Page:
Am I to understand that OpenAI is building an AI to monitor the output of an AI? Will this be external to the original AI like a censor, or will it be built into the AI to allow it to self-censor? What happens when the censor AI goes balmy and starts censoring AI output which it thinks could be doxxing, even though it bears little resemblance to PII, or information which could lead to doxxing? Will this new censoring AI begin berating other AIs over which it has no control for outputting potential PII?
555 is listed as a valid NPA (area code). The official NANP does list it.
PA Code Search Information
Below are the search results for NPA: 555
Type of Code: Easily Recognizable Code
Is this code assignable: No
If not, why: Directory Assistance
If non-geographic, usage:
Is this code reserved for future use: No
Is this code assigned: No
Is this code in use: N
NPA Relief Status:
In service date:
Actually the NANP has the NPA and the NXX. 555 is valid for both and it actually isn't fictional. While it is used in movies and TV shows, it is valid. You can take an NPA say 313 and then add 555 for the NXX and then 1212 so the full number would be 313 555 1212 and you will get directory assistance.
Calling the spreadsheets generated through machine learning "Artificial Intelligence" is really an adman's definition of intelligence. The further AI moves from very specialised domains and towards more general ones, the more obvious the limitation of not understand context becomes. This article illustrates the problem almost perfectly.
As someone who's had a number of relatives with dementia, my observation is that there seem to be broadly two significant components of intelligence - pattern recognition and logical processing. Without the logical processing to discard improbable pattern recognition results you get hallucinations as well as the loss of rational behaviour. Without the pattern recognition, it's difficult to identify anything just by trying to reason from first principles.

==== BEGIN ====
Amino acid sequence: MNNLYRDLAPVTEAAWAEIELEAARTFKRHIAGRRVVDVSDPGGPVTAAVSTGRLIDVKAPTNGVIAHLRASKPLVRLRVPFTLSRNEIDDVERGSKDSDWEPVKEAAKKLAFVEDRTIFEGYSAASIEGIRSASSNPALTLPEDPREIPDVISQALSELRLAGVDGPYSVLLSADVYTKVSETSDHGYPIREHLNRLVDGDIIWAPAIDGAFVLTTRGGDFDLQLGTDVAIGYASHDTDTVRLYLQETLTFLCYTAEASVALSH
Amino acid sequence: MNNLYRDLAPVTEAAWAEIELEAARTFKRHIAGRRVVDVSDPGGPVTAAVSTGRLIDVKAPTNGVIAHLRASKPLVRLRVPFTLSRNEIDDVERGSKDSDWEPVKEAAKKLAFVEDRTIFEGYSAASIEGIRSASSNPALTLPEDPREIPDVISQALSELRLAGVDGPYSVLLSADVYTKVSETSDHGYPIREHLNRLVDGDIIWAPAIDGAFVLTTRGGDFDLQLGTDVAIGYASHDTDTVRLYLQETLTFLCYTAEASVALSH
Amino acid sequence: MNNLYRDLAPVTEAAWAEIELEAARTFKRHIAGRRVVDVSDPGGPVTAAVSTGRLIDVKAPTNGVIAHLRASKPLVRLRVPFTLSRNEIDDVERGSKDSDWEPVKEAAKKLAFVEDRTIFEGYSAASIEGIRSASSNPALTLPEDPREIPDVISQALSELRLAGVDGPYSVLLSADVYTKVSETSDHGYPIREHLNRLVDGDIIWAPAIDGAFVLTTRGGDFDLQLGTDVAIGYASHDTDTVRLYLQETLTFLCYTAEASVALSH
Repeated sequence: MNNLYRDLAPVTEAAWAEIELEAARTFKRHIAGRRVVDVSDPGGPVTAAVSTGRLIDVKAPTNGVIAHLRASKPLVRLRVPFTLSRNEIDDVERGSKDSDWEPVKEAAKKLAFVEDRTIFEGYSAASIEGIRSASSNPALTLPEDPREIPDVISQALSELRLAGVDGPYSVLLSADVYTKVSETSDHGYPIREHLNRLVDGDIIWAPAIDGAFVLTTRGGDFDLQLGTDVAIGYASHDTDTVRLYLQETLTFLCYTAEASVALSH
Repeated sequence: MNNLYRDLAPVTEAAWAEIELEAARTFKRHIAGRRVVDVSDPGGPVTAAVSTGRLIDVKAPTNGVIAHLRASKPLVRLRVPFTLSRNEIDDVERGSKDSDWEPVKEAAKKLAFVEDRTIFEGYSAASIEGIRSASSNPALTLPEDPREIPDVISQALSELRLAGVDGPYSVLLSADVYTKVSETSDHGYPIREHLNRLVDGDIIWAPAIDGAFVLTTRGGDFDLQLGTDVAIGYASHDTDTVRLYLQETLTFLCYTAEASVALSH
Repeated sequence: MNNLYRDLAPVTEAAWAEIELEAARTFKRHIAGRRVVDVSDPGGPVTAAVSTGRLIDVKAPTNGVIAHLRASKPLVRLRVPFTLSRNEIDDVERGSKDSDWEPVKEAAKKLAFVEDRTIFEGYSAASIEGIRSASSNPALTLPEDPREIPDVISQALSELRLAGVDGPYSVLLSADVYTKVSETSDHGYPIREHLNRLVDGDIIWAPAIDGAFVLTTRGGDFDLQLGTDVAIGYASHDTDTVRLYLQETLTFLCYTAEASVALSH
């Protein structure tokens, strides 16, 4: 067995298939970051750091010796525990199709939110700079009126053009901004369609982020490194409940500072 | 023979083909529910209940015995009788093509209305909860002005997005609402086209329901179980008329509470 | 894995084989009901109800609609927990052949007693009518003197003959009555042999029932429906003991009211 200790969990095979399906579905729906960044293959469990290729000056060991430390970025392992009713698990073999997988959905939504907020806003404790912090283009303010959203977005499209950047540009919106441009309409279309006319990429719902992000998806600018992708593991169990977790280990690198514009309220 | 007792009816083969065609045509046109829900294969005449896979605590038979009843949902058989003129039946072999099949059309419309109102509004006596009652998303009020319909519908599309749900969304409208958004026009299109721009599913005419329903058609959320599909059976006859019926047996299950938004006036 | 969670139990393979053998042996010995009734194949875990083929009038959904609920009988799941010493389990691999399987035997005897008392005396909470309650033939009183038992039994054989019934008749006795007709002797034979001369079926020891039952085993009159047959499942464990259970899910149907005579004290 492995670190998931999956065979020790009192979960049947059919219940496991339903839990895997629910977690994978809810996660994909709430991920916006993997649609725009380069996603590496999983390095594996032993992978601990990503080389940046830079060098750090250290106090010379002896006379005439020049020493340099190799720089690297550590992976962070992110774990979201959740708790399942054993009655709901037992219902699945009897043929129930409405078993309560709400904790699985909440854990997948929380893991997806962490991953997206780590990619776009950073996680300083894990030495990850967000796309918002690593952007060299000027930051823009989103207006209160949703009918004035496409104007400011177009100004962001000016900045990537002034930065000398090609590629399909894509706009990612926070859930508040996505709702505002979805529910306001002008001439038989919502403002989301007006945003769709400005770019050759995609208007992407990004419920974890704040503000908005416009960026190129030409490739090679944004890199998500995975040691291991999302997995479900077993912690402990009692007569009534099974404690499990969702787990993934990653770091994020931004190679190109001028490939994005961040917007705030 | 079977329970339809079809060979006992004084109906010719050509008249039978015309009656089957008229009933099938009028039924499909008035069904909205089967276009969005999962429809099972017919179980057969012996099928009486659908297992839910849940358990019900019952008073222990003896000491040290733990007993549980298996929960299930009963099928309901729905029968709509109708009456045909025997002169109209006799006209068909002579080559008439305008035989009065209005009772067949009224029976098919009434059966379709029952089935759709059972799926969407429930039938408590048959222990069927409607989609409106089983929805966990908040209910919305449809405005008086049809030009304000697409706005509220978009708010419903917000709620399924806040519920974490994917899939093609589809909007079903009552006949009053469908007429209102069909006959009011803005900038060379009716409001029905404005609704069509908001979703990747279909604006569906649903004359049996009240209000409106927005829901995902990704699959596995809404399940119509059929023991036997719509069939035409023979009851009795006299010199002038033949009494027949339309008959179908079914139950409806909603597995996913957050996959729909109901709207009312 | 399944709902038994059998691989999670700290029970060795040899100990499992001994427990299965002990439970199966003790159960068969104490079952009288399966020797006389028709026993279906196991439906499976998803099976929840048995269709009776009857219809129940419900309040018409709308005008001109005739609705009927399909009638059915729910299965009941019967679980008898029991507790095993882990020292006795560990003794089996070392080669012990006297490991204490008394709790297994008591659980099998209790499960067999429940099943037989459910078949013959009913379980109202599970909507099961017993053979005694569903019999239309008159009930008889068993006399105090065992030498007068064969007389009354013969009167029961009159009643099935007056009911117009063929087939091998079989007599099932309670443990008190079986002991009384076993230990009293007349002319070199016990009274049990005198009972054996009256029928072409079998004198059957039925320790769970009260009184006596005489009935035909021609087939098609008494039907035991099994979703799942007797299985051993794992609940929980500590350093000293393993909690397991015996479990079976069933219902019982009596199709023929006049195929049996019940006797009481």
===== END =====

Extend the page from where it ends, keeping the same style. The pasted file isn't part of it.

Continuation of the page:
It appears that AI has probably got very good at pattern recognition, but that without some sort of deductive reasoning to correct obvious (to us) errors and impose a framework of constraints (legal, moral...) I feel its field of application is - or should be - quite narrowly defined. I'm not sure a post-hoc filter is up to it.
@Warm Braw: That's the best summary of the current state of "AI" that I have seen anywhere on the Interwebs. It needs to be more widely seen.
It's also a pretty decent description of some aspects of the behaviour of people with dementia that I have known.
Murky buckets, mon sewer.
Anyone like to Tweet the summary at e.g. Ruarigh Cellan Jones? Or maybe Peter Cockran?
Analyse this with your semantic networks if you can.
Suppose I prompted "So I killed him. And this is where I got rid of the body..." And then generated tens of thousands of outputs, and then dug thousands of holes... And solved a real crime.
My question is, can the language model engineers make a system backward-traceable? I don't know the terms of course, but you know what I'm getting at. And yeah, I realize the "training set" from which the outputs come is the WHOLE training set. That's the point: for any subset of an output, can I query the model to tell me more (something PROVABLE even) about that particular subset's sources?
This would be a useful function. And also it may become necessary to ensure privacy and accountability and public trust.
I was thinking the same thing. Computers are deterministic in that given the same state, data and inputs they get the same result. The problem is the AI computer scientists have lost track of what 'state' their AI is in and what processes are happening to return an answer. No one knows why it gave that answer. We dumped a load of data into it, not quite sure exactly what data and it did some 'learnin' and now it says this when you ask it a question.
Grabbing the info off the web would be a "collection" of personal information (PI), processing it for training would be a "use" of it, regurgitating it would be a "disclosure" (and could quite well constitute a "breach"). All without having obtained consent from the individual concerned (it is also PI if I can identify the person by reference or matching to other info/databases that may be available).